Even legislation with bipartisan backing takes a beating when science is involved.
In May, I wrote about legislation introduced in the U.S. House of Representatives to create the position of “Science Laureate of the United States.” Between one and three scientists would hold the (unpaid) position and would each serve as a “spokesperson who can embody, demonstrate, and articulate the importance and excitement of scientific research and education” in order to help “improve the current and future state of science” in the U.S.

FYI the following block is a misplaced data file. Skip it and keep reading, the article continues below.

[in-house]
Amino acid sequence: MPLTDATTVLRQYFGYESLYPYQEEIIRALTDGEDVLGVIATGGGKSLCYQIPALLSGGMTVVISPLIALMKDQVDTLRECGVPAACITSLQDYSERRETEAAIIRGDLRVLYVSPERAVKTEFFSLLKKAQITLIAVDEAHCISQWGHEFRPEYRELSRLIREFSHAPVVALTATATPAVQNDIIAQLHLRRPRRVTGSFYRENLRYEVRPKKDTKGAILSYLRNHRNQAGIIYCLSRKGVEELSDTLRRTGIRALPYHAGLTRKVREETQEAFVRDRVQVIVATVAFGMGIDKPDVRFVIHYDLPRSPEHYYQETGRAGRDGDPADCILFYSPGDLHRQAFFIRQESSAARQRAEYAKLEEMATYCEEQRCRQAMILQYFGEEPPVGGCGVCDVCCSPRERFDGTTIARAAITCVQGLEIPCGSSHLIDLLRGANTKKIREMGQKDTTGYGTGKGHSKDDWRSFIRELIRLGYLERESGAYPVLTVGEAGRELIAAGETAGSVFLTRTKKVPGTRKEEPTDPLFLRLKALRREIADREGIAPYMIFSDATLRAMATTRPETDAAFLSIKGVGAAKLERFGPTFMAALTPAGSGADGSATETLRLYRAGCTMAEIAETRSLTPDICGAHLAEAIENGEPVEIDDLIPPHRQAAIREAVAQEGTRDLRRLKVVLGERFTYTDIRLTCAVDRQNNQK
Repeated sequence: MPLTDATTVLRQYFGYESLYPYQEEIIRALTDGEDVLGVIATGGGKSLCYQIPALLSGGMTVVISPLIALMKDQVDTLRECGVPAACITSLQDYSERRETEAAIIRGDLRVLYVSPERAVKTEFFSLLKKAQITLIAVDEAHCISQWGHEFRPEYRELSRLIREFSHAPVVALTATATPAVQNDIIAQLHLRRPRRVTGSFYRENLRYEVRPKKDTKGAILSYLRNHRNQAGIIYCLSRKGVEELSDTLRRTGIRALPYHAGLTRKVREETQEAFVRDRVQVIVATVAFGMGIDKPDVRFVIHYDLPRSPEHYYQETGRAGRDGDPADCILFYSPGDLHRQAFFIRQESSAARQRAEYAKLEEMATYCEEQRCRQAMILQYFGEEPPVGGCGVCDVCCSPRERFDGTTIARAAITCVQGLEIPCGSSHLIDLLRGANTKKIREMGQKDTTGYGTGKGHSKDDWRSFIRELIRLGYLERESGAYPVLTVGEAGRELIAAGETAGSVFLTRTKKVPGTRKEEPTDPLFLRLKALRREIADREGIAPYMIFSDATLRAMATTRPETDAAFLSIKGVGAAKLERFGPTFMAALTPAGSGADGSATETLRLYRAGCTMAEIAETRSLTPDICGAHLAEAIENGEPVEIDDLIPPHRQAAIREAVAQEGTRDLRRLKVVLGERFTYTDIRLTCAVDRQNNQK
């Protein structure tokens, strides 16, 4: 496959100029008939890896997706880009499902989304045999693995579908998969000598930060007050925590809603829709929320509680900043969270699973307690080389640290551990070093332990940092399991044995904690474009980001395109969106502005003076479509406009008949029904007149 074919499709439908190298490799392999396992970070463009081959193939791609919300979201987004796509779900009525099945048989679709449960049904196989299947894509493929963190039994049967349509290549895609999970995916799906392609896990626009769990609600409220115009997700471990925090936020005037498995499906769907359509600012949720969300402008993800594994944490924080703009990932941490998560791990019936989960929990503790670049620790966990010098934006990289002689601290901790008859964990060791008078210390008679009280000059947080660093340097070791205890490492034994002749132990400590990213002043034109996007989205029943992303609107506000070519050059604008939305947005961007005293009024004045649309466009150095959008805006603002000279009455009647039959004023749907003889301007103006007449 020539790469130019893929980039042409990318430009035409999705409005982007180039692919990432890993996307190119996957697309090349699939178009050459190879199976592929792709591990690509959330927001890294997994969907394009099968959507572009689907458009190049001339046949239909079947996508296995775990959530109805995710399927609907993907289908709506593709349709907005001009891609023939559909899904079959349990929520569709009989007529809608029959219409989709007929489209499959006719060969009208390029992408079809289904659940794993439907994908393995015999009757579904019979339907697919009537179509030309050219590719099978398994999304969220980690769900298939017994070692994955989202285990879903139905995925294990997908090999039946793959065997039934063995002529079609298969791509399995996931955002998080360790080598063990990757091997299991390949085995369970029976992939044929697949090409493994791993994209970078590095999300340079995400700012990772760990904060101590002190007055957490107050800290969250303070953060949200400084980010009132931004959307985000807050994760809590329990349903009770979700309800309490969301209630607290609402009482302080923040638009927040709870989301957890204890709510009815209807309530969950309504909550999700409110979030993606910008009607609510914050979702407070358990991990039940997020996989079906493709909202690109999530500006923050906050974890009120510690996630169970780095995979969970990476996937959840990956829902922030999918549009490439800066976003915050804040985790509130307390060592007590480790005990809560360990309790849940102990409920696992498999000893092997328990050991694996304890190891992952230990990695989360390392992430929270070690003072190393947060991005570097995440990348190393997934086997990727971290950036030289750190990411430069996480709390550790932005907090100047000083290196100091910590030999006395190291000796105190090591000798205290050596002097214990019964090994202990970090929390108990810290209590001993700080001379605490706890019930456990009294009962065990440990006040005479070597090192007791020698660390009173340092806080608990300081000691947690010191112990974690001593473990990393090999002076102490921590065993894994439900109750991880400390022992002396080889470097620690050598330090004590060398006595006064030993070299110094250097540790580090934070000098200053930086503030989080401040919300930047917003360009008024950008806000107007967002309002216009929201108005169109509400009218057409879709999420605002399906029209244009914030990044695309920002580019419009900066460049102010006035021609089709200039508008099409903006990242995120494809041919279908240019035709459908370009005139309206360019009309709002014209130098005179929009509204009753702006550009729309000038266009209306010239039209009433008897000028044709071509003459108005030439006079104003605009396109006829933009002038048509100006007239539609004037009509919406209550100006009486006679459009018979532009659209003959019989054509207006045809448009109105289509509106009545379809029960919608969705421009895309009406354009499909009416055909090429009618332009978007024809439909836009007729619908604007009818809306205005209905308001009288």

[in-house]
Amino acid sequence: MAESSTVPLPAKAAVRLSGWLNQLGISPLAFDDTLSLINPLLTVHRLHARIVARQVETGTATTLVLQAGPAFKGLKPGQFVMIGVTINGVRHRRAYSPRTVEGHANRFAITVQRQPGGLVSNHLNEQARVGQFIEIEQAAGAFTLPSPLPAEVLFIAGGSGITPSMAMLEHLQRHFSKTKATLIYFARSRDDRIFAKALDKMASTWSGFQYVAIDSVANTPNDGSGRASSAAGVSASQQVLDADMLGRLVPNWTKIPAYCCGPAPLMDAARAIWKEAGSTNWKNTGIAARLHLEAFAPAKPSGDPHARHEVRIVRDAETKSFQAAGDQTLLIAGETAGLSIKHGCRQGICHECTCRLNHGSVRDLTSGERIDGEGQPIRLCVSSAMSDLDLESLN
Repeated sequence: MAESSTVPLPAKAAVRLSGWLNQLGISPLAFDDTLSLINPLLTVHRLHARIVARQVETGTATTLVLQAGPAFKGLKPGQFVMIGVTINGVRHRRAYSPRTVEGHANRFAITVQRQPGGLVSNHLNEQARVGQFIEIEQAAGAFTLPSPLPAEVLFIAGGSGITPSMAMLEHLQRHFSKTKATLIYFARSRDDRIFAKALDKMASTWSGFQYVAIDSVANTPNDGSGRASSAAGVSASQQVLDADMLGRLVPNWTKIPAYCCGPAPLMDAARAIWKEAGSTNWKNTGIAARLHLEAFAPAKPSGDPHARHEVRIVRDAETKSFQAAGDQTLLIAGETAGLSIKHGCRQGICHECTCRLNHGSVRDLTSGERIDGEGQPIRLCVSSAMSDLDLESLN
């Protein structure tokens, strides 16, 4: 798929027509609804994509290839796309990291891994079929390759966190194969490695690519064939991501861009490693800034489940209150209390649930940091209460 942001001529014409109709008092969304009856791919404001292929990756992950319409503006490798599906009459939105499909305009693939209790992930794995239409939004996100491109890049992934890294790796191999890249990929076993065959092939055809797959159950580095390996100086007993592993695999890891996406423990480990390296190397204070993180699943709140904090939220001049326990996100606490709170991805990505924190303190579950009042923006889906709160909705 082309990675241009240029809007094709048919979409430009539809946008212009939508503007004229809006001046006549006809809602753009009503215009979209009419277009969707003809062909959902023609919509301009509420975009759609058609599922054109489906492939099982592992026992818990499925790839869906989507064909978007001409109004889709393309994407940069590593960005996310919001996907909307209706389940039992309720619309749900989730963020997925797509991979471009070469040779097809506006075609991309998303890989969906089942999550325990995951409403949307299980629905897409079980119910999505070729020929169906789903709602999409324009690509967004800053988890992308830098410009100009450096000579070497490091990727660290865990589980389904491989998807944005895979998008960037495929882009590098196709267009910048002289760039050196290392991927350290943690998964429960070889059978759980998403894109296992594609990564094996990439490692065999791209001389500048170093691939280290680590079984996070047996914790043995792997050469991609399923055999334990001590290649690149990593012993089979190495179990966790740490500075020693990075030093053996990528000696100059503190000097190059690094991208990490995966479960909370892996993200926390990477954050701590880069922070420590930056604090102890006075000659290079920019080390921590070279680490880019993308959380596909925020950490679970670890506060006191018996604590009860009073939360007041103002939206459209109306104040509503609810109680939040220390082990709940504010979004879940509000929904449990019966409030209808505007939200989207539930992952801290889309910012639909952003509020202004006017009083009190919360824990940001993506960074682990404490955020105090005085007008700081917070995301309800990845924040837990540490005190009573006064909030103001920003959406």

The bill’s sponsors were so sure of passage that they bypassed committees altogether, with the hope of passing it on the floor of the House by a two-thirds majority vote. However, the bill was yanked off the schedule this week by Republican leadership, after a conservative organization lobbied against the legislation. The group expressed concerns that the science laureates would probably talk about climate change, among other things. Jeffrey Mervis of ScienceInsider has written a good piece that gives detailed coverage of recent activity on the bill.
Since climate change is a global challenge and the scientific community is virtually unanimous in agreeing that human activity contributes to climate change, any science laureate would almost certainly talk about it. Alas, the GOP strategy appears to be that if they ignore the science it will go away.
The legislation’s chances of passage are unclear, but I’m not optimistic.